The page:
Two rodeo riders with a passion for riding

Traditions passed down from generations

Belen Ward
bward@coloradocommunitymedia.com
Posted 8/10/21

Beyond the history and the sport, two very different riders at very different events at the Adams County Fair shared one thing: tradition. The Professional Bull Riders (PBR) and the Charreada rodeos …

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Two rodeo riders with a passion for riding

Traditions passed down from generations

Posted

Beyond the history and the sport, two very different riders at very different events at the Adams County Fair shared one thing: tradition.

The Professional Bull Riders (PBR) and the Charreada rodeos bring to the Adams County Fair danger, excitement, toughness, and courage from two different types of cultures and family traditions.

Mason Ward, 20, from North Platte, Nebraska rides in the bucking bulls competition with the PBR Aug. 5. The tradition of riding bucking bulls started with his dad who rode professionally. Mason started his passion as a little boy bucking sheep and calves working his way to the bulls.

“The fact that you’re doing something that shouldn’t be done. I mean, there should be no reason why someone would be able to ride a 2,000-pound bull. The feeling when you ride, nothing in life matches to it,” said Mason. His family raises bulls so in his off-time Mason is busy taking care of the bulls. He continues to practice bucking on his bulls once a week. He runs every morning to keep in shape, build strength and flexibility.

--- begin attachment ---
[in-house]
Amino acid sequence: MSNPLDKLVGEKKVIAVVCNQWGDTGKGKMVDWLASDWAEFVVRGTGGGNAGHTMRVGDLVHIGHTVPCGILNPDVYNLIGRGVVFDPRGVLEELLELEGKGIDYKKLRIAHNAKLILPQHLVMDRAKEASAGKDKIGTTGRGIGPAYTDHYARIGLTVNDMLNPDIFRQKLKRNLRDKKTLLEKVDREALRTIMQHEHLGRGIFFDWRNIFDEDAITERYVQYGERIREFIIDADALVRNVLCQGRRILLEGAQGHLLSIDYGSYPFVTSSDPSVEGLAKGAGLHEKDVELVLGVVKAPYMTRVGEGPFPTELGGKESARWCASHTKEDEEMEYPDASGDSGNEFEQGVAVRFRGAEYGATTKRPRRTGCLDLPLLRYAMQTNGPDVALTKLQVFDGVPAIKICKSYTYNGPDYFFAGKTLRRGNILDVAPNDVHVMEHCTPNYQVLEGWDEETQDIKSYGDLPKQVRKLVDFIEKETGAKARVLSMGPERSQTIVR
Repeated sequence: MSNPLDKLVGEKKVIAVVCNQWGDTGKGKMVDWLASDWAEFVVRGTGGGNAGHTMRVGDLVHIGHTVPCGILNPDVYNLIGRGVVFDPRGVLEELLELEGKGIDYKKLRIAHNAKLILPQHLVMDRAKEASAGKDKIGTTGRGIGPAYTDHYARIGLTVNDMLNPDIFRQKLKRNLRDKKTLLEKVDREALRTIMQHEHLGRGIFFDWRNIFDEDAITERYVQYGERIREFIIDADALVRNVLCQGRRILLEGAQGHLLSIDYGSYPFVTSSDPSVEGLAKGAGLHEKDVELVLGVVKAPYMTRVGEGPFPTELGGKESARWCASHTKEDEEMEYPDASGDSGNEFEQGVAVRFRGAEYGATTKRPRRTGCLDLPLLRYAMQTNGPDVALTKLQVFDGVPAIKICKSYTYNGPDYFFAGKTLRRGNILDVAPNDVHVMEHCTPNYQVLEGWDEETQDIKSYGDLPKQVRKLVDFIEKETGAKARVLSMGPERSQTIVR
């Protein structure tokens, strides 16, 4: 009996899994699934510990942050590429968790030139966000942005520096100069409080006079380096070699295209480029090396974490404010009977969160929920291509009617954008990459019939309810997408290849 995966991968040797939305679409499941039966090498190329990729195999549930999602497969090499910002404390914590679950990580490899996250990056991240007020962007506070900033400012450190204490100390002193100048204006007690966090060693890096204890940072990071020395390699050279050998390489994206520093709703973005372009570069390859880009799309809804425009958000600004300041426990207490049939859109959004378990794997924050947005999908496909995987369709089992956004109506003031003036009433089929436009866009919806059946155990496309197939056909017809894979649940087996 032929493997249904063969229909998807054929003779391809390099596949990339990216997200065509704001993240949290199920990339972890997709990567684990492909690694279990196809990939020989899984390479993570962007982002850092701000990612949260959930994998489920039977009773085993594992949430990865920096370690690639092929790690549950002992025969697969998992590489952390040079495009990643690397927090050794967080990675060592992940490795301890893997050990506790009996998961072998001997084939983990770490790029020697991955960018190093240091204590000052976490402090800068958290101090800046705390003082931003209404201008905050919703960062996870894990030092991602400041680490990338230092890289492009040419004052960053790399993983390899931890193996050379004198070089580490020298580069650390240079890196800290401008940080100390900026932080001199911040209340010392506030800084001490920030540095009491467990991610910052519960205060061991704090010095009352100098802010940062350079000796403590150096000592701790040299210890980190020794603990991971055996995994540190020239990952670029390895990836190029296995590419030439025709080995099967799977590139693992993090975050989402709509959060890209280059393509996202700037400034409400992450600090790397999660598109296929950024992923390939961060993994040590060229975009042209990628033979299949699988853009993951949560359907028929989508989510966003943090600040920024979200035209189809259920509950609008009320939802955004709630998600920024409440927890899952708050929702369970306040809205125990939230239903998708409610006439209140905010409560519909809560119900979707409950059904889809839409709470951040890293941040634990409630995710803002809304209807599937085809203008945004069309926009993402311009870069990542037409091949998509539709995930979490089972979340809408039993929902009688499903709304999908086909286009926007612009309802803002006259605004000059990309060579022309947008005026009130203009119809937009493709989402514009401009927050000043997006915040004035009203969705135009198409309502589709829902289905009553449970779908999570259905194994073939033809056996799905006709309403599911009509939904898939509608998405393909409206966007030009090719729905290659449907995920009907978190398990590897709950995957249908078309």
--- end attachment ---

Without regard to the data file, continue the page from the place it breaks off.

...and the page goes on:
Mason said his toughest bull was in the June college finals. “It had never been ridden and he was a tough one.”

Mason’s plans for the future are to make it to the PBR World Championship Finals and then retire.

Charreada is an art of Mexican horsemanship a tradition that has been passed down to cowboys and senoritas. Maximiliano Moralez ,21, grew up in the small town Cuautlia, Jalisco Mexico, and was one of the featured riders at the fair on Aug. 8.

Charreada is where he learned the sport of Charreada horsemanship and has been in competition for over 10-years.

Moralez’s Charro Team performs all over Colorado lassoing wild horses, and bulls. They also perform the Paso Del Muerte meaning step to death jumping from one horse to another with elegance and showmanship. Moralez’s Charro team is performing every weekend all over the state of Colorado to make it to the finals. Moralez future is to continuing performing with the Charro team and win competitions.

“I’m very passionate about the sport and dressing like a Charro,” Moralez said. “You feel like you are in another country, like in Mexico.”

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